Newest London and Parisian Fashions for September 1829

This Publication is indebted to Mrs. Bell, removed to No. 3, Cleveland Row, opposite St. James’s Palace, for the designs and the selection of the Fashions, and the Costumes of All Nations, which regularly embellish it. Mrs. Bell’s Magazin de Modes is replete with every fashionable article ; and at which there is a daily and constant succession of novelties in Millinery, Dresses, &c. &c. &c. AND AT MOST MODERATE PRICES. – Mrs. Bell’s Patent Corsets are unrivalled, and very superior to all others; they impart an indescribable grace and elegance to the figure.

Plate the First

It is a well-known saying, that those who have seen Venice have seen all that in this world is worth seeing. Among its highest attractions, and what we are disposed to consider as the very first, are its beautiful females: the fine Italian contour of face, the sparkling eye, the rosy lip, and regular, yet expressive features, are all considerably set off by a costume, still bearing the peculiar feature of the republic, though perfectly accordant with the improved attire of the most polished circles in other European states.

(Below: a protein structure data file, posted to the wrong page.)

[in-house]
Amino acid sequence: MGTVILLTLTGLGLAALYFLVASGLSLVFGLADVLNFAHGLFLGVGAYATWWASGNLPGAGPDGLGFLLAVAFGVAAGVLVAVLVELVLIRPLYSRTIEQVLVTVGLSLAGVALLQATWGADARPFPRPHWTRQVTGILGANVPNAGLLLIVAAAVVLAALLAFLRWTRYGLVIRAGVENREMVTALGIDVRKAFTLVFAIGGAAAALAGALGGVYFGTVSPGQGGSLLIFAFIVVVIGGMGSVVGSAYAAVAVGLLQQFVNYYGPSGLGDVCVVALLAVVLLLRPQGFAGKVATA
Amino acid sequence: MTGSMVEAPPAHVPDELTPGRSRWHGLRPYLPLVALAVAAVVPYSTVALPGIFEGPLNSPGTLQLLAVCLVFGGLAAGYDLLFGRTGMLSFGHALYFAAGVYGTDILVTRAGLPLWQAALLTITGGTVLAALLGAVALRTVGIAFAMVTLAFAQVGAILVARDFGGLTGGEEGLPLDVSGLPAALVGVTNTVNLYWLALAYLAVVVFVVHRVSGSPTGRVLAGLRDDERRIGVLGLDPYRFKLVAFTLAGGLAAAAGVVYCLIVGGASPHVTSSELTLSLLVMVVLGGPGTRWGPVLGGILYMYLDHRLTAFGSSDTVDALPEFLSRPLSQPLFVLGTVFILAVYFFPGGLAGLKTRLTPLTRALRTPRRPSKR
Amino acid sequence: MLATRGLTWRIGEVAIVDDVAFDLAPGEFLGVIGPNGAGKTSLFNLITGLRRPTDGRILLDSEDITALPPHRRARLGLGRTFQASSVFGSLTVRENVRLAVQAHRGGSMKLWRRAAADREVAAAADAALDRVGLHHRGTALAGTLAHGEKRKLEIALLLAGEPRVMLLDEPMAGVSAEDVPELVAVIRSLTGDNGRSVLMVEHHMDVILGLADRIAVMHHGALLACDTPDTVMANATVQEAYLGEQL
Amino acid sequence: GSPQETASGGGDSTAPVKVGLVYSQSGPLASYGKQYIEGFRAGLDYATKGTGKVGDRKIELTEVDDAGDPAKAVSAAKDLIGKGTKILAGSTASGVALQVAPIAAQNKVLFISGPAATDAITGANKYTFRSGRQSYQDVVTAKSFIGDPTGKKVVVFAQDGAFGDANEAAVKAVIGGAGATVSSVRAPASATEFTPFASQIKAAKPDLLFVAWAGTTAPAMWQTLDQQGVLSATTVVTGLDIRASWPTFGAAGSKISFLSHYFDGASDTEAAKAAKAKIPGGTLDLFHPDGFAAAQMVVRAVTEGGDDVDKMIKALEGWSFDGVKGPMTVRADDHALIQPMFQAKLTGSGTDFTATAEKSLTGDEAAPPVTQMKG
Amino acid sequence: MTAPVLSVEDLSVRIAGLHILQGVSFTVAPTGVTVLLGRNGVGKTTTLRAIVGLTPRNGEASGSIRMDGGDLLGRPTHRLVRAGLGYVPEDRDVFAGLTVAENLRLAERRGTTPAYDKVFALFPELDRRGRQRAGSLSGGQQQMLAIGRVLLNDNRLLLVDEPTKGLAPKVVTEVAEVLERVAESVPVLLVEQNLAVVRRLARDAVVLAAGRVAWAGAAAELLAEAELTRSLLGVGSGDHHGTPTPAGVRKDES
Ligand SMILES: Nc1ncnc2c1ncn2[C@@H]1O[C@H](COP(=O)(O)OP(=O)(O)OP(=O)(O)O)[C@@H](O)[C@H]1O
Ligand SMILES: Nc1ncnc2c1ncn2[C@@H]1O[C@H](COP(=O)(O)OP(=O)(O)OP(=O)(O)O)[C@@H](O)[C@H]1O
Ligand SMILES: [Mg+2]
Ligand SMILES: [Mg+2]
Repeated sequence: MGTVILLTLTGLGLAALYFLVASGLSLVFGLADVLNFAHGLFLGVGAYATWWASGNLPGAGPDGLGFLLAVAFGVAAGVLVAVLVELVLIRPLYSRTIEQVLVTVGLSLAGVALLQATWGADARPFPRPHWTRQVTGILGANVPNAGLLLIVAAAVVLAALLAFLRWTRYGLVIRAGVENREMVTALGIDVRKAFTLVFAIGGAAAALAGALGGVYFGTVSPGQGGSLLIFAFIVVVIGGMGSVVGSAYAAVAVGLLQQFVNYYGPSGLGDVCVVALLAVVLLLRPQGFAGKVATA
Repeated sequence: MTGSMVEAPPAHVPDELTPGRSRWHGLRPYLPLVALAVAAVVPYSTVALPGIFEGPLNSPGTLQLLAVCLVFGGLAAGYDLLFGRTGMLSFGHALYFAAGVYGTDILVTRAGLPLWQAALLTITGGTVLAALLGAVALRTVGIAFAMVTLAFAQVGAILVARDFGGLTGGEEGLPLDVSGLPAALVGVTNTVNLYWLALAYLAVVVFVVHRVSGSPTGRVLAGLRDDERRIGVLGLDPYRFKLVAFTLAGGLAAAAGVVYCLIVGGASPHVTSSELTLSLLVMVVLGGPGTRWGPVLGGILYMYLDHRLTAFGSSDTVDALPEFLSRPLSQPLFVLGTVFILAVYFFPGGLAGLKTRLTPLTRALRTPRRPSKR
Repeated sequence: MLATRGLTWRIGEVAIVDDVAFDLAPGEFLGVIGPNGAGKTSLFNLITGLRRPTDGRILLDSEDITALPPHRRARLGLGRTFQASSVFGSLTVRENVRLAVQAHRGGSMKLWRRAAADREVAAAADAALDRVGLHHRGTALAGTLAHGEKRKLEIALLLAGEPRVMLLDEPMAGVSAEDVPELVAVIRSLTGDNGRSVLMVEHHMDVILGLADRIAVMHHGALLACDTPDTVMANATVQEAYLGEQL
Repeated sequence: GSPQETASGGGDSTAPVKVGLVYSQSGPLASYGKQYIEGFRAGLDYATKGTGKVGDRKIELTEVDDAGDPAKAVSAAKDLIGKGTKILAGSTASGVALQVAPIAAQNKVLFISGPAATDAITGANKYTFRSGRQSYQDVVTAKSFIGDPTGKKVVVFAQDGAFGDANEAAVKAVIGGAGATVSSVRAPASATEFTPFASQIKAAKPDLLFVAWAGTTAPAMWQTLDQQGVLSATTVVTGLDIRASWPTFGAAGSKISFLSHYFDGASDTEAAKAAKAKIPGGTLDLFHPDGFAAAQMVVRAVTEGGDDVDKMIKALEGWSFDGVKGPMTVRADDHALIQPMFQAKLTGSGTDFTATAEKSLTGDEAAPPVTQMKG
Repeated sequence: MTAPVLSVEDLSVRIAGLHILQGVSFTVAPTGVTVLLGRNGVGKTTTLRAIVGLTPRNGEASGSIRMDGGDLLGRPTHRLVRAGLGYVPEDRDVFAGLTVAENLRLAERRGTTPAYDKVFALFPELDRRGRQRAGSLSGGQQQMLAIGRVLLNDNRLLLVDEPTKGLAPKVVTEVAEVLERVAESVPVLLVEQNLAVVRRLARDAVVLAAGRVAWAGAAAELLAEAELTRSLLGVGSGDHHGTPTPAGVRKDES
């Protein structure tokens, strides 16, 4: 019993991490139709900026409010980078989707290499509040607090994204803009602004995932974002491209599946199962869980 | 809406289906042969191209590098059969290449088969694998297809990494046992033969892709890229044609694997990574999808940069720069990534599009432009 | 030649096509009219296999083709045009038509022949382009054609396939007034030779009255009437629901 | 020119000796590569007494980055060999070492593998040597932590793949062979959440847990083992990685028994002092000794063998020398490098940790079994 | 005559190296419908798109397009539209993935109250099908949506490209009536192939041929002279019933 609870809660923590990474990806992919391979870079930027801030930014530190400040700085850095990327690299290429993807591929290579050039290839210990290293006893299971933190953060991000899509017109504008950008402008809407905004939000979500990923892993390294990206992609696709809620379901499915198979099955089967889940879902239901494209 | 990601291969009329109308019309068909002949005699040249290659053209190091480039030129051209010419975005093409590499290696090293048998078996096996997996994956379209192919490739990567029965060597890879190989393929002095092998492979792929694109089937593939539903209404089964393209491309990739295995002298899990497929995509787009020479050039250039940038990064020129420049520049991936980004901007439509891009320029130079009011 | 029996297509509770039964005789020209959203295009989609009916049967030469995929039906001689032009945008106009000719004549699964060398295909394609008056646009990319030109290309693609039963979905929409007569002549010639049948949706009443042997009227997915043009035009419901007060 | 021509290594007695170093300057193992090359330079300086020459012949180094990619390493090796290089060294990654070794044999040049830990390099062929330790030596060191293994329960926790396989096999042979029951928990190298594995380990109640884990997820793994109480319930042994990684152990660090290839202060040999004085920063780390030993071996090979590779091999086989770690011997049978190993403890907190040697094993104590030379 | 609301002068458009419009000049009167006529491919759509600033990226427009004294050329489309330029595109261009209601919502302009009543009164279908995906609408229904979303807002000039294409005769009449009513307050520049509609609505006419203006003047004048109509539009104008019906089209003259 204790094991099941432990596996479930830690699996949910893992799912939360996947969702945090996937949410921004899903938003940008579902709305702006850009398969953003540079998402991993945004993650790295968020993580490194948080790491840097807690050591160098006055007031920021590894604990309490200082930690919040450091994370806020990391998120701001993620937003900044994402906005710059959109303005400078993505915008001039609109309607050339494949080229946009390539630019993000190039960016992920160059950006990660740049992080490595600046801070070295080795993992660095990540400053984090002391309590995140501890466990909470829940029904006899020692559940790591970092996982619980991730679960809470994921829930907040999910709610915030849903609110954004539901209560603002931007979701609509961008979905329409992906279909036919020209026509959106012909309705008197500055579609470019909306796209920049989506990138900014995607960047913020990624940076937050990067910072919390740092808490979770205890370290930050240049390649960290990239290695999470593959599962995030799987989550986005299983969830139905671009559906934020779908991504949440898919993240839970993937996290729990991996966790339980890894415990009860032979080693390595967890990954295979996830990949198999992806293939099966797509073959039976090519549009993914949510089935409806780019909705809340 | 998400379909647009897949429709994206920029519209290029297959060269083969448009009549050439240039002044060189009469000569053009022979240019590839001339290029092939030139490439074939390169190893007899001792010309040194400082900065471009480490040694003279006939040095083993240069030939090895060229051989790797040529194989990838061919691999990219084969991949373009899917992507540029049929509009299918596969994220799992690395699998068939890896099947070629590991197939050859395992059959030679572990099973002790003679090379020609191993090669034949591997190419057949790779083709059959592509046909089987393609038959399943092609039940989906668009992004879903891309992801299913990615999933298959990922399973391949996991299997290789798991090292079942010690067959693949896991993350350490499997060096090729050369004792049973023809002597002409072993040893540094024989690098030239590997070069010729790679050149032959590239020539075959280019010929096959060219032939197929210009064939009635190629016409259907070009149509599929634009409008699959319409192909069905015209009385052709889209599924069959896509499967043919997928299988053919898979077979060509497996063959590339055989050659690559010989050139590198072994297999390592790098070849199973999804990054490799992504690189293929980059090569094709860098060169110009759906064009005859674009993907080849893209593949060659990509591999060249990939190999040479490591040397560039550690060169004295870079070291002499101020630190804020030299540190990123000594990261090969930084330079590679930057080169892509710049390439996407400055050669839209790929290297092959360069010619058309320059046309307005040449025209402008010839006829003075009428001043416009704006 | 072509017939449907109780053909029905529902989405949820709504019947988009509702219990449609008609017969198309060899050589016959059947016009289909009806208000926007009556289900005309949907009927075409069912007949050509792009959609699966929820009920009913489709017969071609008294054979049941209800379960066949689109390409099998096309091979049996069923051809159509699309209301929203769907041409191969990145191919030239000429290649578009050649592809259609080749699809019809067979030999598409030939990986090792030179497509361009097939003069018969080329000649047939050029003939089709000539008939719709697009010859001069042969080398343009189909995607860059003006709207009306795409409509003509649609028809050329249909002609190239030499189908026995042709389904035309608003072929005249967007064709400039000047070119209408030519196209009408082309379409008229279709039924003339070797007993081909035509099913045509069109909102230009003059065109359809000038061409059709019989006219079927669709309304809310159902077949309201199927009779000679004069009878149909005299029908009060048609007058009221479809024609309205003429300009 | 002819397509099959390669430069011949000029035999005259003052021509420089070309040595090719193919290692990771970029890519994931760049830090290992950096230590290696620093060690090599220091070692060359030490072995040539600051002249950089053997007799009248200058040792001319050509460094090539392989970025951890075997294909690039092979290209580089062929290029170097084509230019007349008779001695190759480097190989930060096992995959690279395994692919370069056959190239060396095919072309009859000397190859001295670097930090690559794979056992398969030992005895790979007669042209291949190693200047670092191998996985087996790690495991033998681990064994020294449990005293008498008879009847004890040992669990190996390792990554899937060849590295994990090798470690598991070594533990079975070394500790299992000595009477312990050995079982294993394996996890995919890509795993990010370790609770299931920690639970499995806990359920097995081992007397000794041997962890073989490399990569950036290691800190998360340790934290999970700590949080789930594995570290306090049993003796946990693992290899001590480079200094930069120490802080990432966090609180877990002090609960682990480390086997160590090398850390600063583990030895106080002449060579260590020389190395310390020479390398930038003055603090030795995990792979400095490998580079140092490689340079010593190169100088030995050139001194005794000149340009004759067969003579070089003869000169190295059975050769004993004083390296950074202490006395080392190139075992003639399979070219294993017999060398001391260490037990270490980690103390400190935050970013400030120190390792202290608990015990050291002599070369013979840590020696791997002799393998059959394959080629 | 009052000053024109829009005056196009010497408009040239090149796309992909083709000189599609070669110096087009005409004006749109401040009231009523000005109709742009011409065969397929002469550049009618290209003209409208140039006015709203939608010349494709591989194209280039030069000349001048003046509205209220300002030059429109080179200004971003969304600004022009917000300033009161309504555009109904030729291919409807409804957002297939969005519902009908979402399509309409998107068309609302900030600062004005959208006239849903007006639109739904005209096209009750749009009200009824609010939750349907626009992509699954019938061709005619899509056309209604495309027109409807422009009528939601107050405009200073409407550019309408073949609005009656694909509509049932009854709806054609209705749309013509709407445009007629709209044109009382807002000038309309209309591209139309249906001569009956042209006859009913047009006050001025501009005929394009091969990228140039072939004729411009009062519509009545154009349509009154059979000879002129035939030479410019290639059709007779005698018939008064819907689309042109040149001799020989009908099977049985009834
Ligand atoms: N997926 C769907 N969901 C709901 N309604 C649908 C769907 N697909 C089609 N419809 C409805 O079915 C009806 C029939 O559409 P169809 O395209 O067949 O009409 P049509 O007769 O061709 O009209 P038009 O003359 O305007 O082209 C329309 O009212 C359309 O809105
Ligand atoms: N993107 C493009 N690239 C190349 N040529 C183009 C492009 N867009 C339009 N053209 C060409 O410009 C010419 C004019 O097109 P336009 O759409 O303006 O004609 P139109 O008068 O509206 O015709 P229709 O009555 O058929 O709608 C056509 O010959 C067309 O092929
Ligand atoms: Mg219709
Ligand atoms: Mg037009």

The dress is of white Italian silk, elegantly painted over in detached bouquets of different coloured flowers: this robe is open on one side of the skirt, discovering underneath, a petticoat of corn-flower-blue satin; and the edges of the robe at this opening are finished by an entwined rouleau of light blue and yellow. The corsage is made plain, and round the tucker part of the bust, and down the front of the body, en guimpe, is a larger of corn-flower-blue satin this, on gala days, is studded with differently-coloured gems; but on a dress of less ceremony these ornaments are of embossed silk embroidery. A girdle, of the same kind encircles the waist, and is fastened in front with a superb cameo. The sleeves fit close to the arm, and are of corn-flour-blue satin, slashed a l’Espagnole, with the slashes, which are small, filled in by white silk. Very broad bracelets of gold and rubies encircle the wrists. Over this sleeve hangs that elegant appendage called the Venetian sleeve, which is always the same as the robe, and edged round by narrow gold lace. The head-dress is compoed of a diadem of different coloured gems, from which issues a coronet of ears of corn in gold, and over each temple is a bouquet of blue corn-flowers. A bandeau of gold, with a ruby in the centre, crosses the forehead. The ear-pendants are of Turquoise-stones and gold; and the necklace of different coloured gems, set in gold, a l’Antique; from the centre depends a Girandole ornament of the same materials. A fan formed of white feathers completes this elegant and becoming costume.